Brian Munson, Staff Vice President, Global Charter Sales, Sales and Marketing, has built his career around the Boeing 747 freighter, working with every variant of the aircraft ever made in the various roles he has held throughout the aviation field.
Brian remembers the first time he was “up close and personal” with the impressive B747-400F. He had just joined Polar Air Cargo in Indonesia. As a former loadmaster, he was familiar with the 747-100 and 200 freighters. But this new aircraft was something different.
“I was absolutely blown away by the size and power of the aircraft,” Brian said. “I recall walking onboard for the first time, and the plane still had that ‘new car’ look and smell to it. When I went on the 400 freighter for the first time, I was greeted by one of the pilots or loadmasters who showed me around the various systems and controls.”
After years of experience with other versions of the 747 freighter, he was fascinated by how much technology had advanced with the 400.
“I am grateful to have had the opportunity to work in various roles supporting all variants of the Boeing 747 freighter, including the 100, 200, 300, 400 and -8F, throughout my career in the industry,” he said. “The 747 always has and always will hold a special place in my heart. It truly has been the backbone of my career. I am grateful to have had the opportunity to work with such an incredible aircraft, and I am grateful to be a part of such a special team at Atlas Air.”
The first encounter Jaavid Ali had with a Boeing 747 was as a child in Trinidad and Tobago. He and his father traveled to Montreal to visit their family on a flight aboard a 747-200.
“I had no idea then how vital the aircraft was to the world and how the 747 would impact me as an adult,” said Jaavid, Senior Director, Charter Sales and Marketing.
In the late 90s, he realized his lifelong dream of working with the 747-400 when he took a job working with the ground crew of a British airline at JFK.
“I was always amazed at the size of the aircraft and how much it changed the way we travel today,” Jaavid said. “Unfortunately, during my time at that airline, I never flew on the 747.”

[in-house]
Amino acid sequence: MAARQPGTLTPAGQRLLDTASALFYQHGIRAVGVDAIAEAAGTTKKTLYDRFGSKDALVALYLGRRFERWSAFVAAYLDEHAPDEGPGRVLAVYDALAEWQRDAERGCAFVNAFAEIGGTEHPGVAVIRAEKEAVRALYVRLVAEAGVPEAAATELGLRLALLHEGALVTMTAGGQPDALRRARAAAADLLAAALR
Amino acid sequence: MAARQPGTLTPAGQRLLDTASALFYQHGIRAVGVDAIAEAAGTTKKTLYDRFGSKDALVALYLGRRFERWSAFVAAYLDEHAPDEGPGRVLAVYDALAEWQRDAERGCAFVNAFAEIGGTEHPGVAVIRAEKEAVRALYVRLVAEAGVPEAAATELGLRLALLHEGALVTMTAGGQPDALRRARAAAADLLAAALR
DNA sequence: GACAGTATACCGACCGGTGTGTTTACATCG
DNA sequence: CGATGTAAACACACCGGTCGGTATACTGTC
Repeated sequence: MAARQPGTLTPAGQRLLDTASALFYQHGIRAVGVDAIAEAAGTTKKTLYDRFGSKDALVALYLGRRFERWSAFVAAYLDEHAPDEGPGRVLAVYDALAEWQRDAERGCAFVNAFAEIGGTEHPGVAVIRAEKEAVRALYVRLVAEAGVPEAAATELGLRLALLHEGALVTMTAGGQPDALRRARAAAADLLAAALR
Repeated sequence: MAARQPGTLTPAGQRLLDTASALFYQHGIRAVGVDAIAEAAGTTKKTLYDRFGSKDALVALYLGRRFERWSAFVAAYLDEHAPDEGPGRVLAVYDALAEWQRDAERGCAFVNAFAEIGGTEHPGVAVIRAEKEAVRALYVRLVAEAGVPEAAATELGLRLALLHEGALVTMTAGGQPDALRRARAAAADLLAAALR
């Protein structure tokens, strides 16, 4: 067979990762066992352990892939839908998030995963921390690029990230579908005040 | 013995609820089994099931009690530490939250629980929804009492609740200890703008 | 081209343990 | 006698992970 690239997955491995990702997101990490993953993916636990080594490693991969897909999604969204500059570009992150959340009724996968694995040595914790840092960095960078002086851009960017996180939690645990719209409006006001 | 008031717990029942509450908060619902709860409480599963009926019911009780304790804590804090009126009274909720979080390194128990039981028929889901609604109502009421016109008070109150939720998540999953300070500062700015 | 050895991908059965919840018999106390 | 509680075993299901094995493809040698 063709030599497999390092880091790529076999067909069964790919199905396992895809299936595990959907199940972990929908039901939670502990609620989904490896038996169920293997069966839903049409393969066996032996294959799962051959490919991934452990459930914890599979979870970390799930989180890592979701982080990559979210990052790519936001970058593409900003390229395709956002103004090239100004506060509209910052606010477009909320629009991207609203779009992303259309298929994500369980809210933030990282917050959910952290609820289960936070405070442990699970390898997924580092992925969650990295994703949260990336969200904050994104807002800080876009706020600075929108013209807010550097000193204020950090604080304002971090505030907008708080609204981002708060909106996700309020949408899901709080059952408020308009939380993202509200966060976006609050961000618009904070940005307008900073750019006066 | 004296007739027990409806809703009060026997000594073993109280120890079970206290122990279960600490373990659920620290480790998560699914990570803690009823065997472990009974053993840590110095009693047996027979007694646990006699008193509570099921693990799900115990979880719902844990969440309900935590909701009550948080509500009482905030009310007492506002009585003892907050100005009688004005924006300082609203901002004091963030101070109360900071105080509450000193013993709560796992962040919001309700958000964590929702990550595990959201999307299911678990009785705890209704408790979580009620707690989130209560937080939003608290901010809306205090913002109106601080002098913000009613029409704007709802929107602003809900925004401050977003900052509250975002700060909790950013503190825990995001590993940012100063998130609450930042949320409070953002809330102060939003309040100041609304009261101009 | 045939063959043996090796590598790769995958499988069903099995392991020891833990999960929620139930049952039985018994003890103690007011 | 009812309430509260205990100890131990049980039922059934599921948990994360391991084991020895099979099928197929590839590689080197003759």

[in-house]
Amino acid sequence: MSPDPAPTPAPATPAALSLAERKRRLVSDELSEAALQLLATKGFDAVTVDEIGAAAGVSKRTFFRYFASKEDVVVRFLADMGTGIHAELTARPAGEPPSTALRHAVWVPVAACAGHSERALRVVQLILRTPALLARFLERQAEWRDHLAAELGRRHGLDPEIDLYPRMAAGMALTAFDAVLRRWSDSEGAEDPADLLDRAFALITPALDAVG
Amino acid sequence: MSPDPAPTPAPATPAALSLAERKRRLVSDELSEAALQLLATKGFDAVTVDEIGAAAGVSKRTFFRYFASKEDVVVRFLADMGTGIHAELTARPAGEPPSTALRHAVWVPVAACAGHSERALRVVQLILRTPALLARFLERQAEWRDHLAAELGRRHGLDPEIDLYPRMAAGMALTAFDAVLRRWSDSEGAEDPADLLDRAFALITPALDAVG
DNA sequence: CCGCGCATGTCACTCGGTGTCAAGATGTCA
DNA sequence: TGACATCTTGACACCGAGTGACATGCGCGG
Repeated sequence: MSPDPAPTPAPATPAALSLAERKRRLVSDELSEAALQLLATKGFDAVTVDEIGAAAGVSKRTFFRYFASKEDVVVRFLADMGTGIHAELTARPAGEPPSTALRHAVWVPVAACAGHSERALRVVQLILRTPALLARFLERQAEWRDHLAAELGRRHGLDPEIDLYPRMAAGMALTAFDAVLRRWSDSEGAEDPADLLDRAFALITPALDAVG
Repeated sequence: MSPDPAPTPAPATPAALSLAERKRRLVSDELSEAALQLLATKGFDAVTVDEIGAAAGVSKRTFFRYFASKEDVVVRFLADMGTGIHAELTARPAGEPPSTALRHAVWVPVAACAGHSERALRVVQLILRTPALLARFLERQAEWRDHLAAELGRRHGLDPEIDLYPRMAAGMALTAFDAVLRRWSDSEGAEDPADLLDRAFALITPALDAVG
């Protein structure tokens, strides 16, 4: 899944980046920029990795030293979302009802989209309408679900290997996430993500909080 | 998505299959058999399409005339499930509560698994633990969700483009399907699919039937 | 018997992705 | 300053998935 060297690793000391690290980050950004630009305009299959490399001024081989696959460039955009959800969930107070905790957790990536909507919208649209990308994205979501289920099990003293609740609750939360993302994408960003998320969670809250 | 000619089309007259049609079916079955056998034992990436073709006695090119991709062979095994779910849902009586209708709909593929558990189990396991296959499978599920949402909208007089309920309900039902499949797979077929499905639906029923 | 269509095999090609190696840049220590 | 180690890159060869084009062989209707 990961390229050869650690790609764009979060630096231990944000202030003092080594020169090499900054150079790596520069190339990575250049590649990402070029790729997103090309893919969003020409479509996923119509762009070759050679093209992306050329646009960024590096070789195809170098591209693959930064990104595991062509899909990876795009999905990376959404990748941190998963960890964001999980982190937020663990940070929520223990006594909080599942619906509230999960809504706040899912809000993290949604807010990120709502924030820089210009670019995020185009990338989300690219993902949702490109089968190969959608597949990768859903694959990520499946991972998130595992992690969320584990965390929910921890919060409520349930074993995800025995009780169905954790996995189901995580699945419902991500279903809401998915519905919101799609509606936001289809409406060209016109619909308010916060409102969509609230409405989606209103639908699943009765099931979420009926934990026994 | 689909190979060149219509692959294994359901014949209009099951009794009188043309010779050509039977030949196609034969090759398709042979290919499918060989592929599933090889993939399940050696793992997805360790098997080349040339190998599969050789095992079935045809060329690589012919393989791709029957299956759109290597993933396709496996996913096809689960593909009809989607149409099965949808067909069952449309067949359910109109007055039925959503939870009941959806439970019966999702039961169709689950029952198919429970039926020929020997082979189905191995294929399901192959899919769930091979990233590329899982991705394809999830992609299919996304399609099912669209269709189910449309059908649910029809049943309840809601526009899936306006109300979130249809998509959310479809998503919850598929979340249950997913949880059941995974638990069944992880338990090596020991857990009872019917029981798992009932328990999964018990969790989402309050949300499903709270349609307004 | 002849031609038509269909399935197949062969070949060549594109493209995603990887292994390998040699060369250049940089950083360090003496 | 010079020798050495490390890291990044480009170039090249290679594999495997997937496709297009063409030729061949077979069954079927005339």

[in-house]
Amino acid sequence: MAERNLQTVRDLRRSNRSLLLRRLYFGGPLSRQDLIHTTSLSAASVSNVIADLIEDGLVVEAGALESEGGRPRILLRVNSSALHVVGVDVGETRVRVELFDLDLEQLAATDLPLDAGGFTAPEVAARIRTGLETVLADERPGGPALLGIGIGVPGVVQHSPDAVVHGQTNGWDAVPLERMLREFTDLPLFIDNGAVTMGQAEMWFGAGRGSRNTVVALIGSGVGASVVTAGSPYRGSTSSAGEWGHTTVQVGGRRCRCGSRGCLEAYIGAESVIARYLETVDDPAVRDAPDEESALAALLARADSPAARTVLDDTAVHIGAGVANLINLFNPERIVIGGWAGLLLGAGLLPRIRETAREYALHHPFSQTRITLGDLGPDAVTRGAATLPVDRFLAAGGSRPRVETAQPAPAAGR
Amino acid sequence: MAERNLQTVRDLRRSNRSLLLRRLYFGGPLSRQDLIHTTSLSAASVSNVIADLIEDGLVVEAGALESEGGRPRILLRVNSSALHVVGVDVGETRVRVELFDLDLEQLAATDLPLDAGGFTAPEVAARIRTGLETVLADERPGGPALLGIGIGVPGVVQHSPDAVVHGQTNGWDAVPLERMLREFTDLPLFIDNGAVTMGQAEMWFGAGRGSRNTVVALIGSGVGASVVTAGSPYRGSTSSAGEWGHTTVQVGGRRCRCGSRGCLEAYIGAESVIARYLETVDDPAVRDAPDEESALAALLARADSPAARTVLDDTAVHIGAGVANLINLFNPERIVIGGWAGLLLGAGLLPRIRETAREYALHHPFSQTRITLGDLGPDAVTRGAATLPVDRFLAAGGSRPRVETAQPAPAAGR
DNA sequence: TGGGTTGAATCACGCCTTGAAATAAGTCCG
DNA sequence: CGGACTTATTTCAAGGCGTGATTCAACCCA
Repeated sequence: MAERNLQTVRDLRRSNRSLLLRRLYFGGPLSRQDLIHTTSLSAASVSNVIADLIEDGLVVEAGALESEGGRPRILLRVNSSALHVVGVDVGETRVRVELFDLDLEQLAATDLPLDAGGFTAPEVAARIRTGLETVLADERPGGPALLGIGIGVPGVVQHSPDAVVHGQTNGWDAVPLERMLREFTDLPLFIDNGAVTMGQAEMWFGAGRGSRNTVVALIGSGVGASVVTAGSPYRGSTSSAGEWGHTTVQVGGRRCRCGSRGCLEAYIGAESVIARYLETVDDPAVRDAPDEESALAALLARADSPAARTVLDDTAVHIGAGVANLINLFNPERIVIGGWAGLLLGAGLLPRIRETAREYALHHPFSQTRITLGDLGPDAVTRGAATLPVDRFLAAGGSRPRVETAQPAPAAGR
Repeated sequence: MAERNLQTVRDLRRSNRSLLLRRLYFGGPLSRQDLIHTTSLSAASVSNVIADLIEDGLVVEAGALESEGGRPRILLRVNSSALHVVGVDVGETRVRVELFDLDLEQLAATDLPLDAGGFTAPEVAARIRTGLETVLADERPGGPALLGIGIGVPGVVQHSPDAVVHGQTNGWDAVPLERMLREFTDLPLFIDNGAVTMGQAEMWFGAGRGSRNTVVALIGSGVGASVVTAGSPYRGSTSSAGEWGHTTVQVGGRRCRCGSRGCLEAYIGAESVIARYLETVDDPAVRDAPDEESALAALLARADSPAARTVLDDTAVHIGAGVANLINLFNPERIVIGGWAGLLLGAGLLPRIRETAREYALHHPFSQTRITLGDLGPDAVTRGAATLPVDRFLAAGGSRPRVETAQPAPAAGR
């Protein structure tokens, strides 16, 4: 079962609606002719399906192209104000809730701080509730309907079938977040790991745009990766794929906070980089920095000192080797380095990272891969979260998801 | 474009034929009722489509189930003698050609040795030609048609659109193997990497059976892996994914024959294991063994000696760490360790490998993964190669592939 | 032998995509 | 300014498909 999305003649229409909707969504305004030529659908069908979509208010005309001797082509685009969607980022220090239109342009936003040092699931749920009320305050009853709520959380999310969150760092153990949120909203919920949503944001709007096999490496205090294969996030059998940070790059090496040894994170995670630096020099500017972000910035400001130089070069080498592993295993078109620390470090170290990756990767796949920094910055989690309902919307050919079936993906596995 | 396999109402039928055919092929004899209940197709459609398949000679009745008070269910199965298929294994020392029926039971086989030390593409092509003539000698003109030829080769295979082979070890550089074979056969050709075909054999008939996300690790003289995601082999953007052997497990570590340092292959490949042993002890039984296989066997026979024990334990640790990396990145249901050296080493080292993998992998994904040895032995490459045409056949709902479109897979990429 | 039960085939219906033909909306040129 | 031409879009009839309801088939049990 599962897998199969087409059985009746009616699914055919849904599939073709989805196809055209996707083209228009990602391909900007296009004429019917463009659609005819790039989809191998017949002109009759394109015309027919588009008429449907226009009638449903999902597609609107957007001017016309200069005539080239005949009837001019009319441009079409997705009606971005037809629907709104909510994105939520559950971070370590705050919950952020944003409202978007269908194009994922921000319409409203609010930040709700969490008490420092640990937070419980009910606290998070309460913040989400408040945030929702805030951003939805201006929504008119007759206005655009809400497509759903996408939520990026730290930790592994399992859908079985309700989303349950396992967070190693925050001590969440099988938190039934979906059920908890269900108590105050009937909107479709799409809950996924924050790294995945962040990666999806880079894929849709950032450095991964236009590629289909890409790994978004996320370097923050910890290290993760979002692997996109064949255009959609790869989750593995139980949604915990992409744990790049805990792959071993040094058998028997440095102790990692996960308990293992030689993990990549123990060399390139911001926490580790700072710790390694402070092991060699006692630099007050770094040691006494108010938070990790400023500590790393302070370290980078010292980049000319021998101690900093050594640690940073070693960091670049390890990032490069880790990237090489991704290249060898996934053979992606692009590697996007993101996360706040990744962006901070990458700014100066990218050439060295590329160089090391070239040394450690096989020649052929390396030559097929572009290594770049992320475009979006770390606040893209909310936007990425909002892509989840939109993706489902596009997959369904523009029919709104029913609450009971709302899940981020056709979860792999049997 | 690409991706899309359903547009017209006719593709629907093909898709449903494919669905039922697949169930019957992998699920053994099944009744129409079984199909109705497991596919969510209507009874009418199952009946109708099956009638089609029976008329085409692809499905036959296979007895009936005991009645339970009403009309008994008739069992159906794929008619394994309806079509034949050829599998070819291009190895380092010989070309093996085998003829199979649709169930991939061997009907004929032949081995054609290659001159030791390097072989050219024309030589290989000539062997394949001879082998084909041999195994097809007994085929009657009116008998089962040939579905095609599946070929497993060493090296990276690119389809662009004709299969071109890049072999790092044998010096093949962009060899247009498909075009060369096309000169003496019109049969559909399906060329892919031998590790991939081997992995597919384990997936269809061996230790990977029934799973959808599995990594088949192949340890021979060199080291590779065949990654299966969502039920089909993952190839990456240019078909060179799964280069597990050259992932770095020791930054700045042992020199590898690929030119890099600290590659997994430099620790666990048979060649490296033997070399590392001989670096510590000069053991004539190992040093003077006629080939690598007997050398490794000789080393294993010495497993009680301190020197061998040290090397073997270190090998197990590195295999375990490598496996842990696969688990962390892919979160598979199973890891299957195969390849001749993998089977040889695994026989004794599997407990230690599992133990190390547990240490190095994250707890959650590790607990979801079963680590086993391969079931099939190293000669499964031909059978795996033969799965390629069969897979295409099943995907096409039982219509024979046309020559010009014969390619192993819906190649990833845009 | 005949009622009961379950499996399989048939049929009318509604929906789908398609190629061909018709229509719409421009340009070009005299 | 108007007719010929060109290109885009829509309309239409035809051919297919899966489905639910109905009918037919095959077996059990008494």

But that changed when he joined Atlas in 2000. At that time, the Company had a jump seat program that allowed employees to travel to Atlas destinations under certain circumstances.
“I took full advantage of this by visiting Dubai, UAE, Sydney, Australia and Hong Kong,” said Jaavid, who joined Atlas as an Operations Controller in the Global Control Center (GCC). “My first flight on a 747 was with Atlas from JFK-MIA on a 747-200SF, which was being positioned to MIA for a maintenance check. The flight happened to be flown by one of the Atlas chief pilots, and it was a fantastic experience, one that I will never forget.”
In 2010, Jaavid was part of the team involved in developing the systems and managing the four highly modified 747 “Dreamlifters” on behalf of Boeing. He moved to the Atlas Sales Team in 2017, where he leads the day-to-day Commercial Charter business and works to optimize the short- and long-term utilization of the Company’s 747 fleet.
“During the pandemic, the world saw the 747 as a lifeline, transporting life-saving goods and equipment and keeping the economy going,” he said. “The 747 has impacted people around the globe positively. It has been a big part of my life. I once dreamed of flying the 747, but I settled for the next best thing and never looked back.”